The 2015 NBA Finals will be remembered most for hinging on Steve Kerr’s decision to start Andre Iguodala in Game 4 and fully commit to small-ball. But the Golden State Warriors’ eventual crowning success was put in motion one game prior, when the little-used David Lee came off the bench to spark a run that not only put a scare in the Cleveland Cavaliers, but more importantly opened the eyes of his coaching staff.
It’s fitting that Lee played a crucial, if fleeting, role in the Warriors first championship since 1975. Golden State’s road to legitimacy began when it signed the high-scoring lefty away from the New York Knicks in 2010. The much-maligned six-year, nearly $80 million contract the Warriors gave Lee was misunderstood from the beginning. That deal was never about his quality as a player alone, but what the presence of a formidable building block could potentially do a for a franchise that had been a laughingstock for the vast majority of 15 years.
Steph Curry deserves every plaudit he’s getting and will keep receiving as Golden State continues competing for titles. The acquisition of Andrew Bogut spurred the Warriors to the postseason in 2012-13 more than anything else, and the ongoing ascents of Draymond Green and Klay Thompson have been met with justifiably crazy fanfare.
But this team’s rise to respectability still began with Lee. He was an All-Star in 2013, the franchise’s first since 1997. He led the league in double-doubles in 2011-12. Most importantly, though, Lee helped bring sustained excitement back to the Bay, a wild, area-wide fandom that culminated in a championship parade five years later attended by nearly one million people.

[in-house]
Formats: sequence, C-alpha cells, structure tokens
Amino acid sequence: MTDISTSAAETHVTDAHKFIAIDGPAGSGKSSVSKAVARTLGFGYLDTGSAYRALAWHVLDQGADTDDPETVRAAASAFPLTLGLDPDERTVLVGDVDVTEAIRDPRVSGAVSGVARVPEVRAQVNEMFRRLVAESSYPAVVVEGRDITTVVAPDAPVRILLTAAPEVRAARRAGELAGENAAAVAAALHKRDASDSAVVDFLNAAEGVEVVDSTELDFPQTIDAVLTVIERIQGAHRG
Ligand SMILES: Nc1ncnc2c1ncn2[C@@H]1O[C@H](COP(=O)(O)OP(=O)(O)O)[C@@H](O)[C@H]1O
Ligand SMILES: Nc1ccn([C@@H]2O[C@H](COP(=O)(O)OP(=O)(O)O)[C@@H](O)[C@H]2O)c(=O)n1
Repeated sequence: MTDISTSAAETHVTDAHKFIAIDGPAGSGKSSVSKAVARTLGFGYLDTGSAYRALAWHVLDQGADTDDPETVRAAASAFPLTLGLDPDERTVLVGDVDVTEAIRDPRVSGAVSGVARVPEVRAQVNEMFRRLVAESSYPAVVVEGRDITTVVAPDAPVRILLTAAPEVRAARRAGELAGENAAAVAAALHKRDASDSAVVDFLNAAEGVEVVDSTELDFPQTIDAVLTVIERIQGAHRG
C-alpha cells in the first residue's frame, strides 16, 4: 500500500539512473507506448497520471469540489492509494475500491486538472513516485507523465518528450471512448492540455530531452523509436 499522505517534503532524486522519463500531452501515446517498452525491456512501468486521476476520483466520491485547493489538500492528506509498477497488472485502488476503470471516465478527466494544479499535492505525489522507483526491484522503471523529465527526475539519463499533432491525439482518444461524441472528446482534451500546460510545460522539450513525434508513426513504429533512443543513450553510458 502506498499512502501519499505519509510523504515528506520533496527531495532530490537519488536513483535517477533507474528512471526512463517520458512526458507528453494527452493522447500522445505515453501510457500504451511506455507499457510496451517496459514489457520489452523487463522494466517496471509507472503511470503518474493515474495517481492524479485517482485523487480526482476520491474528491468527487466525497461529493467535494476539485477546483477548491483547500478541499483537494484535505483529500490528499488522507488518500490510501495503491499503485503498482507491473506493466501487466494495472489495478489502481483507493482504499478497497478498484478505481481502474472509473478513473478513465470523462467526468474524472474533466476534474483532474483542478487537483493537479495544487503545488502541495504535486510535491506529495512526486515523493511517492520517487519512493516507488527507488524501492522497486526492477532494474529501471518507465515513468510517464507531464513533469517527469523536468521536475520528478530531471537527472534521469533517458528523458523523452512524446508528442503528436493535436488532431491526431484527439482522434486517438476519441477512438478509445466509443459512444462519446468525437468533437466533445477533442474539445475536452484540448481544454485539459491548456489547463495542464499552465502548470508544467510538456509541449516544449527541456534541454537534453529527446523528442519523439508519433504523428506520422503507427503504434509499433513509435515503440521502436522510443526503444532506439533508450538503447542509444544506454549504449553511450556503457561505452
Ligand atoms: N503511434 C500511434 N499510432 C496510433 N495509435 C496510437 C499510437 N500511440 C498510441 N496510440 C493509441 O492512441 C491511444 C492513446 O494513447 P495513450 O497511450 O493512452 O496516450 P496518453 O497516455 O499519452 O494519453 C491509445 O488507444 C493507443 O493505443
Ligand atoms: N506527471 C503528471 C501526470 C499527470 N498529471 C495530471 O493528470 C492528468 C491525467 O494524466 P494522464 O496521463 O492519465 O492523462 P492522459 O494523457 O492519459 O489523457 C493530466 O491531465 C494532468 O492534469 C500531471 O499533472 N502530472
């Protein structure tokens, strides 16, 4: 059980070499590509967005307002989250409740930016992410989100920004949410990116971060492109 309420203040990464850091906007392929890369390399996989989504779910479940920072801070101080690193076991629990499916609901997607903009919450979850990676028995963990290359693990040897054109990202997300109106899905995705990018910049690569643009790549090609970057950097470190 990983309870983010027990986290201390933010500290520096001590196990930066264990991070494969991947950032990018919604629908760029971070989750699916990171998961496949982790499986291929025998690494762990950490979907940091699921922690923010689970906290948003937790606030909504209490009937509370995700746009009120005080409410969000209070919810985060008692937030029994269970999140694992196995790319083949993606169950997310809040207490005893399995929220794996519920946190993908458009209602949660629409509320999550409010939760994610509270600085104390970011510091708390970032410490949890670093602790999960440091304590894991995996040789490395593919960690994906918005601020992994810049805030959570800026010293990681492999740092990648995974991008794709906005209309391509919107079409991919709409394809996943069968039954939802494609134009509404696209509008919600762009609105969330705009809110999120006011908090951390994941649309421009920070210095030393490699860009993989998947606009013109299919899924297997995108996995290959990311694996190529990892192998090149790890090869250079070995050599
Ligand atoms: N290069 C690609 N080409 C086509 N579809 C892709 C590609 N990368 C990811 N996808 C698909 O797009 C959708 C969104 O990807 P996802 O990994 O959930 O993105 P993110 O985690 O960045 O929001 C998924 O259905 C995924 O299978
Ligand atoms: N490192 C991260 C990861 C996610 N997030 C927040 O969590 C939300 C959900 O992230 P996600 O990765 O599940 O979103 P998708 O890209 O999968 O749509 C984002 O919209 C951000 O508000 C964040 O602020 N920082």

Despite Lee’s reduced role, Golden State championed his value throughout last season. And just weeks before Lee was finally traded to a team that could actually utilize his unique brand of offensive prowess, his team-first approach paid off with 13 illuminating minutes during a Finals loss that helped spark his team to the Larry O’Brien trophy.
Sometimes a team outgrows a player and vice versa. That development usually grows contentious, leading to locker room strife, harsh soundbites, and trade demands. But it didn’t happen with Lee and the Warriors, a mutual respect and understanding that led to ultimate success and a subsequent cordial parting of ways.
If only all player movement could be handled with such grace from both sides of the aisle.
[Via Golden State Warriors]